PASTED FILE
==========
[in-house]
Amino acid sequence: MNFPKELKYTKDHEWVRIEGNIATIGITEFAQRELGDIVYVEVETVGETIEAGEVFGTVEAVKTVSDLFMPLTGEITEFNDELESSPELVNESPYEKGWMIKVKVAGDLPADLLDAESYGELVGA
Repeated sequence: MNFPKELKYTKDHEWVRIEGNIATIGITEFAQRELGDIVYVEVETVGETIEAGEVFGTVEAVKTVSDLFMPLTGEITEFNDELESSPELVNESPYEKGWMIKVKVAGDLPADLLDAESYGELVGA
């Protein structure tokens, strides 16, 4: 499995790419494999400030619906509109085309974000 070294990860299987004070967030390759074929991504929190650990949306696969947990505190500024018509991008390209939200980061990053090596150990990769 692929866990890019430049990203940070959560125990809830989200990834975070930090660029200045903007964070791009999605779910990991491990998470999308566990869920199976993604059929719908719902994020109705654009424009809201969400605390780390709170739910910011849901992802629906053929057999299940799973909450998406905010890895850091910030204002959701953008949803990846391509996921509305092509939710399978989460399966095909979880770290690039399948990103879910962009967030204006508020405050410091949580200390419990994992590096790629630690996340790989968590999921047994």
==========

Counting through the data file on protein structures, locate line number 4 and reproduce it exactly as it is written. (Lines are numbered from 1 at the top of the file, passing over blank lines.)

């Protein structure tokens, strides 16, 4: 499995790419494999400030619906509109085309974000 070294990860299987004070967030390759074929991504929190650990949306696969947990505190500024018509991008390209939200980061990053090596150990990769 692929866990890019430049990203940070959560125990809830989200990834975070930090660029200045903007964070791009999605779910990991491990998470999308566990869920199976993604059929719908719902994020109705654009424009809201969400605390780390709170739910910011849901992802629906053929057999299940799973909450998406905010890895850091910030204002959701953008949803990846391509996921509305092509939710399978989460399966095909979880770290690039399948990103879910962009967030204006508020405050410091949580200390419990994992590096790629630690996340790989968590999921047994």